Topeka — The Kansas Supreme Court set out a new standard recently for determining whether the state has met its obligation to provide adequate funding for public schools.
But it has left some education officials in the state curious about how the new standard will actually work in deciding how much money schools should get.
Previously, the court had said funding has to be sufficient to cover the “actual cost” of providing all the educational services required of public schools. But in its ruling March 7, the court made a dramatic change, saying funding needs to be sufficient to produce the educational outcomes that Kansas, and many other states, expect.
The new benchmarks are commonly called the “Rose standards” because they come from a landmark 1989 school finance case in Kentucky, Rose v. The Council for Better Education.
“It’s a measure that states use,” Kansas Education Commissioner Diane DeBacker said. “It’s the case that set the precedent. Whether they’re right or not, nobody else has come out with anything else to do the measuring against.”
In Rose, the Kentucky court described a broad set of skill sets and knowledge that students should have after completing school. They cover seven general areas, including communication skills; knowledge of economic, social and political systems; understanding of governmental processes; knowledge of one’s own mental and physical wellness; grounding in the arts; and sufficient preparation in academic or vocational fields to enable students to choose a career and enter either higher education or the workplace.
Those standards are reflected, almost word for word, in a Kansas law that was adopted following the last school finance case. But they are used in that context as “legislative goals” for the content of school coursework, not as a guide for determining funding.
And noticeably absent from that list is any mention of math or science, which are key components of the curriculum standards adopted by the Kansas State Board of Education.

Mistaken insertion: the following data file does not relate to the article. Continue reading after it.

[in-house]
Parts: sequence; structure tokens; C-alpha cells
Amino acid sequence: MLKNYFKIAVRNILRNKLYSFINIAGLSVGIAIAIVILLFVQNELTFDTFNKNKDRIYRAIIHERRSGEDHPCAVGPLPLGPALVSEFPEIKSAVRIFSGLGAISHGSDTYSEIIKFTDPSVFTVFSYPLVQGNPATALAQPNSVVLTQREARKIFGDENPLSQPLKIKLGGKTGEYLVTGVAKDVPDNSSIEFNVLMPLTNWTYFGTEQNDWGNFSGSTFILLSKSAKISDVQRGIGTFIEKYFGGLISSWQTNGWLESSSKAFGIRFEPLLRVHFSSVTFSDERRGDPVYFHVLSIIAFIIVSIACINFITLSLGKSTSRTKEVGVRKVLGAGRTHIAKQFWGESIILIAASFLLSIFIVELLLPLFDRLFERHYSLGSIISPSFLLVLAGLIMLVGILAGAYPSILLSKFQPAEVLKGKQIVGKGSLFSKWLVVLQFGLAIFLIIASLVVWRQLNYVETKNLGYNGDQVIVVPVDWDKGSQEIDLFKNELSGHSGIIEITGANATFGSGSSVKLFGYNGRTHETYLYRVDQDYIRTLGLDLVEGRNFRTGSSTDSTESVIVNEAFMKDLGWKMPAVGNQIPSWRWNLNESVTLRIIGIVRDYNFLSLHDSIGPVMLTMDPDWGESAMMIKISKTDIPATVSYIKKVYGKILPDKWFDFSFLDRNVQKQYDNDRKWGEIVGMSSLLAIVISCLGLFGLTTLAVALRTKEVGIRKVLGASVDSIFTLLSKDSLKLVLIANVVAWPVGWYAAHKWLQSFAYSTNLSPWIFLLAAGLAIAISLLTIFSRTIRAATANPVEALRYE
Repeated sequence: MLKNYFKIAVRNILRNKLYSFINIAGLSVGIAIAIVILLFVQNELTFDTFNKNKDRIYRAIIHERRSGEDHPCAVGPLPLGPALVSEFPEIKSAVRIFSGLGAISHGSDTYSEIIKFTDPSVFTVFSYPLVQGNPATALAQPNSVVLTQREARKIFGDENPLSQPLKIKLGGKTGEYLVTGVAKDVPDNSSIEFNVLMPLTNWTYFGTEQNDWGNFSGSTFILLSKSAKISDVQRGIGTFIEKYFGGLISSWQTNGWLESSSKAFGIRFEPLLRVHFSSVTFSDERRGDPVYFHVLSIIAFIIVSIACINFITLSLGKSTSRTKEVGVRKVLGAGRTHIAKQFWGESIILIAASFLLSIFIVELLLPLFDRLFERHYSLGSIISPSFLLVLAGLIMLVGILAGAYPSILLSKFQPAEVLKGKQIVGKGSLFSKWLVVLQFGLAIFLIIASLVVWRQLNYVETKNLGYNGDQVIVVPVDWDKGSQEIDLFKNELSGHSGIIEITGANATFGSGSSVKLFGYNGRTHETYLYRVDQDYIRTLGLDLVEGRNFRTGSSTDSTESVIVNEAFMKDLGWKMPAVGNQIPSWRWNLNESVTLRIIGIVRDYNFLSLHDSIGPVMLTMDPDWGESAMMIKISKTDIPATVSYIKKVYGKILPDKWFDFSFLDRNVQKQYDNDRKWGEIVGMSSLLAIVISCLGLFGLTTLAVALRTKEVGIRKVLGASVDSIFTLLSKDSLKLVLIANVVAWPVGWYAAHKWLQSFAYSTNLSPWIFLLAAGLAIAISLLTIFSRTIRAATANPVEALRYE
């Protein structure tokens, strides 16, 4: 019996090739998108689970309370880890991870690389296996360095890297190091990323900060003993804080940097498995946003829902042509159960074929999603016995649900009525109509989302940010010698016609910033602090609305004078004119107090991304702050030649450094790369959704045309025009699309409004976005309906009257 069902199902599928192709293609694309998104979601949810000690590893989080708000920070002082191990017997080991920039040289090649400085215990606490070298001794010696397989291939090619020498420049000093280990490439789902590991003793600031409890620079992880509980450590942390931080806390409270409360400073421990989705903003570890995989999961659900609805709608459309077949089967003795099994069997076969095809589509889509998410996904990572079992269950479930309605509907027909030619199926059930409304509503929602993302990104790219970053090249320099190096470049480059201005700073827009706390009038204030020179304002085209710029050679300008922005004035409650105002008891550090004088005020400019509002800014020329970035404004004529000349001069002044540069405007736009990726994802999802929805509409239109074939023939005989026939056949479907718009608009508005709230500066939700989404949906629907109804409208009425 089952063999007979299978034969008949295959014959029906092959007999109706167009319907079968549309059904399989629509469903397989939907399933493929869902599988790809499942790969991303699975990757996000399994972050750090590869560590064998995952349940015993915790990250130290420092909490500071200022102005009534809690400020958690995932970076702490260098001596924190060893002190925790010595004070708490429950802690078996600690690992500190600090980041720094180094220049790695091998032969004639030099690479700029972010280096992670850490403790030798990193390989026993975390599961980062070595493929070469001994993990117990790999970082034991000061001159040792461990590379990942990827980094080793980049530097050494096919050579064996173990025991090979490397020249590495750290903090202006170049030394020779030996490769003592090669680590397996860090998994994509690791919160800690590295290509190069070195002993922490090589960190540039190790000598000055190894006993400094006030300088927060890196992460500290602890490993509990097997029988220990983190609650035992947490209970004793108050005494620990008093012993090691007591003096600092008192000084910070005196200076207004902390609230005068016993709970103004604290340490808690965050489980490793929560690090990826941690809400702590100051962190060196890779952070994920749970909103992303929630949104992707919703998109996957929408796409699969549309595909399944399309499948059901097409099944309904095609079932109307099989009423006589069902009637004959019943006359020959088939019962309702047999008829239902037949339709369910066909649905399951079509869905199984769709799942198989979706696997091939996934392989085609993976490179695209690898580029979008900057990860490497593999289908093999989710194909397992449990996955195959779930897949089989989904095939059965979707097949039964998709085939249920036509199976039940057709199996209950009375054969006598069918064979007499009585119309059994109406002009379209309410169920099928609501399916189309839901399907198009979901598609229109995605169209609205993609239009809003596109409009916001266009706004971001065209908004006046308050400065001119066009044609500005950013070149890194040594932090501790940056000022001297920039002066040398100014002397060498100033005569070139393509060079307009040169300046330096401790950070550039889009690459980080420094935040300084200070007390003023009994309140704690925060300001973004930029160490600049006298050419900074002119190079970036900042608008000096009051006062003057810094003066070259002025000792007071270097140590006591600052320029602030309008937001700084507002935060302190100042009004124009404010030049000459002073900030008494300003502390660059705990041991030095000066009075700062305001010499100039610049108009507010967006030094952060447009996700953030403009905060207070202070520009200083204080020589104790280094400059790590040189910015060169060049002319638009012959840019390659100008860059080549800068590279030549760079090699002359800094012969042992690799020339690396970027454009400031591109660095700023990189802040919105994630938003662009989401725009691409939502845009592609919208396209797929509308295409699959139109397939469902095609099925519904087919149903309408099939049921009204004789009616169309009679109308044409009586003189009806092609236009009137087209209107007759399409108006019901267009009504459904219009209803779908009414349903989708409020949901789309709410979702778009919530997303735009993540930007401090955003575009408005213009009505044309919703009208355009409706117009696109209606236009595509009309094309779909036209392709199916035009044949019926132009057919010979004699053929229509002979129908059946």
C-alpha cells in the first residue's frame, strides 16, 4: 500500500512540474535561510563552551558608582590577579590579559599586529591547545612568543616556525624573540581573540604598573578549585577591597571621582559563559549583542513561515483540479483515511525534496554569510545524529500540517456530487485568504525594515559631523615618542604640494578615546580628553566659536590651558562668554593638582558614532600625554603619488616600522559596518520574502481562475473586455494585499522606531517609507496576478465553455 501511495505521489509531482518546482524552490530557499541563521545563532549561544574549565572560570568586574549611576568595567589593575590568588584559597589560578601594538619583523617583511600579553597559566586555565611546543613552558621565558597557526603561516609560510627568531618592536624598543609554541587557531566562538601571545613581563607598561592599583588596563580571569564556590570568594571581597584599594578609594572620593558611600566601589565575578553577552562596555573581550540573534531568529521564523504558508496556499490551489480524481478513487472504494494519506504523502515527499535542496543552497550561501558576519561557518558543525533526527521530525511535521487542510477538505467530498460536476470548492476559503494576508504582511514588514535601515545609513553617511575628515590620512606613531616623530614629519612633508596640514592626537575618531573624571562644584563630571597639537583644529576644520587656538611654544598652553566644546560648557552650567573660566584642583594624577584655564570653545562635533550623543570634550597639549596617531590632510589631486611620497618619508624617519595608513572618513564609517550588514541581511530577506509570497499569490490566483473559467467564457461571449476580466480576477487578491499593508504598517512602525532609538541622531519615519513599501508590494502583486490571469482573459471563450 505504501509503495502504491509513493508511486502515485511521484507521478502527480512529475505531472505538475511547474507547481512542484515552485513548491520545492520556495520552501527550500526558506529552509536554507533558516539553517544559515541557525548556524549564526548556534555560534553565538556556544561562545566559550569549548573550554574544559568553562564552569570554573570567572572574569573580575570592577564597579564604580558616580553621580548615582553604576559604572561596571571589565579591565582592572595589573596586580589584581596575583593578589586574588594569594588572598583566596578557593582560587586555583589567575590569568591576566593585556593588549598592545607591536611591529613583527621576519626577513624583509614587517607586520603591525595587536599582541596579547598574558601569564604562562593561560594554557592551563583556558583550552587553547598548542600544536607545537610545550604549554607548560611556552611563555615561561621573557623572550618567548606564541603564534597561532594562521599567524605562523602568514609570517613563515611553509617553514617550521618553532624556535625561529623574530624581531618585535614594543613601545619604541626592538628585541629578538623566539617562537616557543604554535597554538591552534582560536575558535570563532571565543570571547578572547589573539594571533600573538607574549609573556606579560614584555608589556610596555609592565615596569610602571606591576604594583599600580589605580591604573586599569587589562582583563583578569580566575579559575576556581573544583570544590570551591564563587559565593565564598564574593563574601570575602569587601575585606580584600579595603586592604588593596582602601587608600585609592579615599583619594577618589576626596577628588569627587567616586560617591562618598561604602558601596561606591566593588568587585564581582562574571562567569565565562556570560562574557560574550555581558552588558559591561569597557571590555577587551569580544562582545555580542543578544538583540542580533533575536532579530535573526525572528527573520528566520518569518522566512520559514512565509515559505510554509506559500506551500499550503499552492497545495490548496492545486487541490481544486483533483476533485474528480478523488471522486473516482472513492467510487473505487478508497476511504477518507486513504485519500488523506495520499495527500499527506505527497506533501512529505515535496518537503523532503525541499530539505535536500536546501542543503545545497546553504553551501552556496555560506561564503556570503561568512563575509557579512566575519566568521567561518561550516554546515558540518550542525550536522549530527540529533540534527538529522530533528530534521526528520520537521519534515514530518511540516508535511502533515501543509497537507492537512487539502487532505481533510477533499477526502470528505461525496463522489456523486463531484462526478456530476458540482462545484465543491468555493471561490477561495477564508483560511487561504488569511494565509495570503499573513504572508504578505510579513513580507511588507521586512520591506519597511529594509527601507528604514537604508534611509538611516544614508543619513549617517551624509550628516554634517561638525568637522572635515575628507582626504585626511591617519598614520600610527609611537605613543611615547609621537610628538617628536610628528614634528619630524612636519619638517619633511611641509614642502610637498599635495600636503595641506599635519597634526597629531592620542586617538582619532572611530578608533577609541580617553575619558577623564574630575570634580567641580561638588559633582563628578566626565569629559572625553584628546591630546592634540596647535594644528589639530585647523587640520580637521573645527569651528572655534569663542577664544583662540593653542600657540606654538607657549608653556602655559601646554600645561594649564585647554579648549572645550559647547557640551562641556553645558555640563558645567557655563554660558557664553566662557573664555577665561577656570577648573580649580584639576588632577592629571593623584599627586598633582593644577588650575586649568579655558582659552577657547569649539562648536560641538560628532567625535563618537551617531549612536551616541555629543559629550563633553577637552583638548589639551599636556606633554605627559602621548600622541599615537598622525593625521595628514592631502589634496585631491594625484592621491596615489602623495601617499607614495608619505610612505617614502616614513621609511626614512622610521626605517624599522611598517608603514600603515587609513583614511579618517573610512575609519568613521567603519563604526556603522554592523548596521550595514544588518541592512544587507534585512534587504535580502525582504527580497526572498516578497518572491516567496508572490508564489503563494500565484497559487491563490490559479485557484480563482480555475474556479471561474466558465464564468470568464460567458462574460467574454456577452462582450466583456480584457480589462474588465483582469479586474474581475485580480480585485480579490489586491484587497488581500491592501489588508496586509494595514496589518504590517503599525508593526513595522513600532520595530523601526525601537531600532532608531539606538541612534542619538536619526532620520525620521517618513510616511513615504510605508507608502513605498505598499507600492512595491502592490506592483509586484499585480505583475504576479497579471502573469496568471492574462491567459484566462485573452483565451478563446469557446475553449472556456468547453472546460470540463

“I think that’s a discussion that this board will have,” DeBacker said. “Are they as up to date as what we are in education across the United States, especially given the higher standards we’ve put in place?
“They (the state board) set educational standards,” she said. “These standards are set in terms of financing. Do they have language that’s a little bit outdated? Absolutely.”
In its ruling last week, the Supreme Court remanded back to a lower court the question of whether the state is currently providing adequate funding, and it directed the lower court to use the Rose standards as the guide.
That raises the question of what kind of evidence the special three-judge panel will take into account when it reconsiders the case.
“I think we have to be careful,” said Brad Neuenswander, deputy commissioner for learning services. “In all the research around college and career readiness, there’s not one test that measures everything. And at the same time, it’s probably not best that you have a standardized statewide test to measure every skill that a kid needs.”
Neuenswander said courts in the future may want to consider things like the number of high school graduates who need remedial courses when they get to college, or even Department of Labor information about how successful they are in the workplace once they leave school.
“Those are probably better measures than how kids did on a test,” he said.
Those kinds of measurements, though, present another challenge for courts, because it could take five or more years to determine whether funding was sufficient when a given student entered high school and perhaps longer to determine whether elementary schools have been adequately funded.
“It depends on how anxious you are,” Neuenswander said.
The Supreme Court did not set a deadline for the lower court’s three-judge panel to reconsider the case, and an aide to presiding judge Frank Theis said the panel has not yet come up with a schedule.